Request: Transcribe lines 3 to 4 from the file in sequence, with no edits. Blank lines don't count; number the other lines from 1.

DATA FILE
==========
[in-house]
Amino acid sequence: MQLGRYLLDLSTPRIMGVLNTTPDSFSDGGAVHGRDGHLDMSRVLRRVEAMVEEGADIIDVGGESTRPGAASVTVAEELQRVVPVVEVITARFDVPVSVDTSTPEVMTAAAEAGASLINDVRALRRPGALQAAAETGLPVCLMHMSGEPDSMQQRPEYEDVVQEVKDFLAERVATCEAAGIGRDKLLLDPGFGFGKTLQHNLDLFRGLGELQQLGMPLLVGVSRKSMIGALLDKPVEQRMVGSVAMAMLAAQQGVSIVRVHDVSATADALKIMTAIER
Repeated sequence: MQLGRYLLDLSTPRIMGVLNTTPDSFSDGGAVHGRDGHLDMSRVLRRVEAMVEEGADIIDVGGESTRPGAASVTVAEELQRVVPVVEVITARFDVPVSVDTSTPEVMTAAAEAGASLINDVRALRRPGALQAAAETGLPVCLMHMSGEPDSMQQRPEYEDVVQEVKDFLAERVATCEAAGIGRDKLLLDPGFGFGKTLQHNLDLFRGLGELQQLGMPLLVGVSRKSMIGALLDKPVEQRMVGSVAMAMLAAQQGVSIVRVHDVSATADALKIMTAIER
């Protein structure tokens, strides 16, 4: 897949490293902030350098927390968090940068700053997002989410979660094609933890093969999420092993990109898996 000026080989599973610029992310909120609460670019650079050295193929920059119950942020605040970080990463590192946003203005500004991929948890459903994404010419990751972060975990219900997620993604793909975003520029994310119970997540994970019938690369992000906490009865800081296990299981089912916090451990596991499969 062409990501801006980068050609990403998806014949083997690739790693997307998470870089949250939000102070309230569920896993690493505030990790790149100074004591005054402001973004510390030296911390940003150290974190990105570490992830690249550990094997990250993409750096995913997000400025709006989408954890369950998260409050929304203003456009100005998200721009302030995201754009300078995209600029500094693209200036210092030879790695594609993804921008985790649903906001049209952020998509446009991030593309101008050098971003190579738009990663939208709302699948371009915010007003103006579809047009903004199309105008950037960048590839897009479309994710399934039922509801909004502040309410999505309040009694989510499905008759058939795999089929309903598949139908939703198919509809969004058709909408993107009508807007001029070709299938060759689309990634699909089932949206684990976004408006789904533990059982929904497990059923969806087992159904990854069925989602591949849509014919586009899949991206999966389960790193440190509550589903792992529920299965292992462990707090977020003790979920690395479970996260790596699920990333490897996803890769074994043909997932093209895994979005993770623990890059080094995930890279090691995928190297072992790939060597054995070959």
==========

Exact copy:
Repeated sequence: MQLGRYLLDLSTPRIMGVLNTTPDSFSDGGAVHGRDGHLDMSRVLRRVEAMVEEGADIIDVGGESTRPGAASVTVAEELQRVVPVVEVITARFDVPVSVDTSTPEVMTAAAEAGASLINDVRALRRPGALQAAAETGLPVCLMHMSGEPDSMQQRPEYEDVVQEVKDFLAERVATCEAAGIGRDKLLLDPGFGFGKTLQHNLDLFRGLGELQQLGMPLLVGVSRKSMIGALLDKPVEQRMVGSVAMAMLAAQQGVSIVRVHDVSATADALKIMTAIER
């Protein structure tokens, strides 16, 4: 897949490293902030350098927390968090940068700053997002989410979660094609933890093969999420092993990109898996 000026080989599973610029992310909120609460670019650079050295193929920059119950942020605040970080990463590192946003203005500004991929948890459903994404010419990751972060975990219900997620993604793909975003520029994310119970997540994970019938690369992000906490009865800081296990299981089912916090451990596991499969 062409990501801006980068050609990403998806014949083997690739790693997307998470870089949250939000102070309230569920896993690493505030990790790149100074004591005054402001973004510390030296911390940003150290974190990105570490992830690249550990094997990250993409750096995913997000400025709006989408954890369950998260409050929304203003456009100005998200721009302030995201754009300078995209600029500094693209200036210092030879790695594609993804921008985790649903906001049209952020998509446009991030593309101008050098971003190579738009990663939208709302699948371009915010007003103006579809047009903004199309105008950037960048590839897009479309994710399934039922509801909004502040309410999505309040009694989510499905008759058939795999089929309903598949139908939703198919509809969004058709909408993107009508807007001029070709299938060759689309990634699909089932949206684990976004408006789904533990059982929904497990059923969806087992159904990854069925989602591949849509014919586009899949991206999966389960790193440190509550589903792992529920299965292992462990707090977020003790979920690395479970996260790596699920990333490897996803890769074994043909997932093209895994979005993770623990890059080094995930890279090691995928190297072992790939060597054995070959």